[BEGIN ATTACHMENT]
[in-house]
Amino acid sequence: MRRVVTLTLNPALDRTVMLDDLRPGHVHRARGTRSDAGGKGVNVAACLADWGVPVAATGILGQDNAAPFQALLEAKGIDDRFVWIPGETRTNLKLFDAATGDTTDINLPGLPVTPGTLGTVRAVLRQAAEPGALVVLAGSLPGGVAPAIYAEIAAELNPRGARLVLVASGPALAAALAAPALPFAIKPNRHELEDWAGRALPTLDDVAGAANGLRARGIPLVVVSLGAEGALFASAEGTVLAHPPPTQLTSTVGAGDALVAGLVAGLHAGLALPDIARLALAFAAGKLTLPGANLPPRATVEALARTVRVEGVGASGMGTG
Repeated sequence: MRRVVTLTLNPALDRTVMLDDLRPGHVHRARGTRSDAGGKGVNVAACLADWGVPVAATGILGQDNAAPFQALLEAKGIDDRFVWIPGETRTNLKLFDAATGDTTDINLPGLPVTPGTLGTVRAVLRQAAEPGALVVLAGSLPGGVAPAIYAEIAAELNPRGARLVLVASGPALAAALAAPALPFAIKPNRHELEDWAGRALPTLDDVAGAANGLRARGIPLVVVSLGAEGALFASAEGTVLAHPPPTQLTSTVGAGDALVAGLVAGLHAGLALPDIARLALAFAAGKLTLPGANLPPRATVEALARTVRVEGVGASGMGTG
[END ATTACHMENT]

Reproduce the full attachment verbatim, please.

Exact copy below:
[in-house]
Amino acid sequence: MRRVVTLTLNPALDRTVMLDDLRPGHVHRARGTRSDAGGKGVNVAACLADWGVPVAATGILGQDNAAPFQALLEAKGIDDRFVWIPGETRTNLKLFDAATGDTTDINLPGLPVTPGTLGTVRAVLRQAAEPGALVVLAGSLPGGVAPAIYAEIAAELNPRGARLVLVASGPALAAALAAPALPFAIKPNRHELEDWAGRALPTLDDVAGAANGLRARGIPLVVVSLGAEGALFASAEGTVLAHPPPTQLTSTVGAGDALVAGLVAGLHAGLALPDIARLALAFAAGKLTLPGANLPPRATVEALARTVRVEGVGASGMGTG
Repeated sequence: MRRVVTLTLNPALDRTVMLDDLRPGHVHRARGTRSDAGGKGVNVAACLADWGVPVAATGILGQDNAAPFQALLEAKGIDDRFVWIPGETRTNLKLFDAATGDTTDINLPGLPVTPGTLGTVRAVLRQAAEPGALVVLAGSLPGGVAPAIYAEIAAELNPRGARLVLVASGPALAAALAAPALPFAIKPNRHELEDWAGRALPTLDDVAGAANGLRARGIPLVVVSLGAEGALFASAEGTVLAHPPPTQLTSTVGAGDALVAGLVAGLHAGLALPDIARLALAFAAGKLTLPGANLPPRATVEALARTVRVEGVGASGMGTG